They had "forgotten the exhortation which reasoneth with you as with sons" (v.5). The exhortation here referred to is described through verse 11: "the chastening of the Lord." The word "chastening", and related words, "denotes the training of a child, including instruction; hence, discipline, correction, 'chastening'" (Vine, page 175). The word carries the usual idea of correcting by punishment, but it also includes correction by instruction. In 11 Timothy 3:16 Paul said, "Every scripture inspired of God is also profitable for teaching, for reproof, for correction, for instruction (chastening) which is in righteousness." He speaks of the instruction or training which is in righteousness. In Hebrews 12 the writer uses chastening in both the corrective sense and in the instructive sense to stress the value of endurance. The child who is chastened, whether it be corrective or instructional, is a child who has a father that loves them. The Hebrews were surely the beloved children of God since they were being chastened by the trials they were suffering and being chastened with the instruction of the Lord as contained in the letter itself. "As many as I love, I reprove and chasten" (Rev.3:19). Knowing they were the beloved children of God would encourage them to endure all these things and help them to yield "peaceable fruit...of righteousness" (v.11).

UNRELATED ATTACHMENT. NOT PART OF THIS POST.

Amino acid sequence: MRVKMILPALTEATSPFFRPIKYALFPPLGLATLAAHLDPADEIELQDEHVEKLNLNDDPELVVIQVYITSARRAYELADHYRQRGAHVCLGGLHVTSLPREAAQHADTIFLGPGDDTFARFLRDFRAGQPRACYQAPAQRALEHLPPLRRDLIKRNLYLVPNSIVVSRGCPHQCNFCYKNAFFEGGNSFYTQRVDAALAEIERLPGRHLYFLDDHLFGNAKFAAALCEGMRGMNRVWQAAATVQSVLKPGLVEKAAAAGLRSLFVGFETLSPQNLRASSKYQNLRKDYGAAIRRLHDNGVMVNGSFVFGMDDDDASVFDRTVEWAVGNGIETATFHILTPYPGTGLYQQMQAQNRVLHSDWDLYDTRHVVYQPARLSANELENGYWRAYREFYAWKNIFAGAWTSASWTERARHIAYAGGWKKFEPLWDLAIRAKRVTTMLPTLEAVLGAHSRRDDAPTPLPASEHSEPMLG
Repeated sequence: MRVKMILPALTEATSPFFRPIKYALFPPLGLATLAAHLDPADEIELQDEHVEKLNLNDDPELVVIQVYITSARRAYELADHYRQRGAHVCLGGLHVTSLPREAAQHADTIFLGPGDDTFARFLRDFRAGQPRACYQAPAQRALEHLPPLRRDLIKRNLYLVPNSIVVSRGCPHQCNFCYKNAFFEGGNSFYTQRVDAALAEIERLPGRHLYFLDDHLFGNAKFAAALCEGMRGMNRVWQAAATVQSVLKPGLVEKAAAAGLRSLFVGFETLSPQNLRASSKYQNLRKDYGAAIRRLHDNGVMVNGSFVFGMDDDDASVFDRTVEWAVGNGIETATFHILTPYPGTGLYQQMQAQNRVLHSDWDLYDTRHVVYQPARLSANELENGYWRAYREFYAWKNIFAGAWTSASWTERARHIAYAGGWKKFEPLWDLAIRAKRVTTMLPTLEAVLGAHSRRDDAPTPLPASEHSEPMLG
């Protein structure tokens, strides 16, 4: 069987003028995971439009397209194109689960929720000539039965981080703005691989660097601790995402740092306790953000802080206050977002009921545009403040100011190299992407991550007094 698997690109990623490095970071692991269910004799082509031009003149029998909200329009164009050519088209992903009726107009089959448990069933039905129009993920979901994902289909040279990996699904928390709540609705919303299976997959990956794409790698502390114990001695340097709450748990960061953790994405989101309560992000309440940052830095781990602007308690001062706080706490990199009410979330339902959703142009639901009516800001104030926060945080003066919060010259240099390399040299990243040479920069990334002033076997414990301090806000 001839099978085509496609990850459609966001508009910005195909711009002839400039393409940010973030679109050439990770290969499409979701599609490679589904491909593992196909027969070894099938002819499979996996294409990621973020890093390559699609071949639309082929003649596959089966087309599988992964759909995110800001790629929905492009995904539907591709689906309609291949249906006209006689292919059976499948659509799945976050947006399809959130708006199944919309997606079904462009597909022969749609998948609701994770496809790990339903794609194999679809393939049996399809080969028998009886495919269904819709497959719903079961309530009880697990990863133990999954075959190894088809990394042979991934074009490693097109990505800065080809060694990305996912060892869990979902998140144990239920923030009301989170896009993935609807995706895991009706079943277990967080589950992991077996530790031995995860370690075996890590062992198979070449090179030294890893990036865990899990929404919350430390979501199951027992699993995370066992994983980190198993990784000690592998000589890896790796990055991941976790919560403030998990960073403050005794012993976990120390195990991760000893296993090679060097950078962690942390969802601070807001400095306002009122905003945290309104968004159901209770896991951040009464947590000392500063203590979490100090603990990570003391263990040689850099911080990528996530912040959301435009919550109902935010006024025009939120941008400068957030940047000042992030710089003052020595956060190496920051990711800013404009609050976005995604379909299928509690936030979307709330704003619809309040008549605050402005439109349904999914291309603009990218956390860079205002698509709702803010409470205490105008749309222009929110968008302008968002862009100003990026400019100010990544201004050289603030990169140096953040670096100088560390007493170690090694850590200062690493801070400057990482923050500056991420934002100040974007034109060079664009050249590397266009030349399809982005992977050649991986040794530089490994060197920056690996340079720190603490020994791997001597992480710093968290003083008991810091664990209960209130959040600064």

He continues with several exhortations which would help them to endure. He encourages strength, straightness, and healing (v.12,13); peace and sanctification (v.14); grace and purity (v.15-17). Without each of these things they would not be able to endure the temptations and trials awaiting them.